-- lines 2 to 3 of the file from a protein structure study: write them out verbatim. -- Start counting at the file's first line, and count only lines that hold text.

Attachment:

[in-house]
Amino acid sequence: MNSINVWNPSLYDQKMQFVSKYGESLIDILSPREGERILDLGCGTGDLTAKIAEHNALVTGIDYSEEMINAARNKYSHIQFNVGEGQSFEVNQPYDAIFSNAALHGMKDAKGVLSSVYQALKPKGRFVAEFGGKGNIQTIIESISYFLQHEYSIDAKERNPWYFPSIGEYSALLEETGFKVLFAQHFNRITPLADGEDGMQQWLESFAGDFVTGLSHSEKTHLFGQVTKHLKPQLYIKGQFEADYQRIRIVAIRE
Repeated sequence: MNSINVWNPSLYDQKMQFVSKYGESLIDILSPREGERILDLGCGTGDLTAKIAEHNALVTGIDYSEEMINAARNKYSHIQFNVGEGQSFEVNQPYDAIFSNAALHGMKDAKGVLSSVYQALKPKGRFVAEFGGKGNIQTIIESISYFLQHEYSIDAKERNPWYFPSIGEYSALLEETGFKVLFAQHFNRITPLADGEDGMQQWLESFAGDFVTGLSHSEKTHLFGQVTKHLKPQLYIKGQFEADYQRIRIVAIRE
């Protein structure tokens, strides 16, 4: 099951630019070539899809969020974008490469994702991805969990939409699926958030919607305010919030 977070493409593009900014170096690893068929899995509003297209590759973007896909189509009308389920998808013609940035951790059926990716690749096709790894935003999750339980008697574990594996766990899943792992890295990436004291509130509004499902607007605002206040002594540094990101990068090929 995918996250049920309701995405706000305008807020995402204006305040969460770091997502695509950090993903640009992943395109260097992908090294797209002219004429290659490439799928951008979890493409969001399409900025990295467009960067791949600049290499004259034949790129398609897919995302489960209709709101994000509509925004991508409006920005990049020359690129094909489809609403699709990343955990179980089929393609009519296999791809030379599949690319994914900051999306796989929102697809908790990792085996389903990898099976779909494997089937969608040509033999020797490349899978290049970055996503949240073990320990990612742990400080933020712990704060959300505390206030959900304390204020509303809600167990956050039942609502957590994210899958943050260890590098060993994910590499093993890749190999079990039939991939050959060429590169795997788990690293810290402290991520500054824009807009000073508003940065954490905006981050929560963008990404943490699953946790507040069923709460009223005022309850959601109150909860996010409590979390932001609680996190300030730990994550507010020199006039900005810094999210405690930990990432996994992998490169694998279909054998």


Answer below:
Amino acid sequence: MNSINVWNPSLYDQKMQFVSKYGESLIDILSPREGERILDLGCGTGDLTAKIAEHNALVTGIDYSEEMINAARNKYSHIQFNVGEGQSFEVNQPYDAIFSNAALHGMKDAKGVLSSVYQALKPKGRFVAEFGGKGNIQTIIESISYFLQHEYSIDAKERNPWYFPSIGEYSALLEETGFKVLFAQHFNRITPLADGEDGMQQWLESFAGDFVTGLSHSEKTHLFGQVTKHLKPQLYIKGQFEADYQRIRIVAIRE
Repeated sequence: MNSINVWNPSLYDQKMQFVSKYGESLIDILSPREGERILDLGCGTGDLTAKIAEHNALVTGIDYSEEMINAARNKYSHIQFNVGEGQSFEVNQPYDAIFSNAALHGMKDAKGVLSSVYQALKPKGRFVAEFGGKGNIQTIIESISYFLQHEYSIDAKERNPWYFPSIGEYSALLEETGFKVLFAQHFNRITPLADGEDGMQQWLESFAGDFVTGLSHSEKTHLFGQVTKHLKPQLYIKGQFEADYQRIRIVAIRE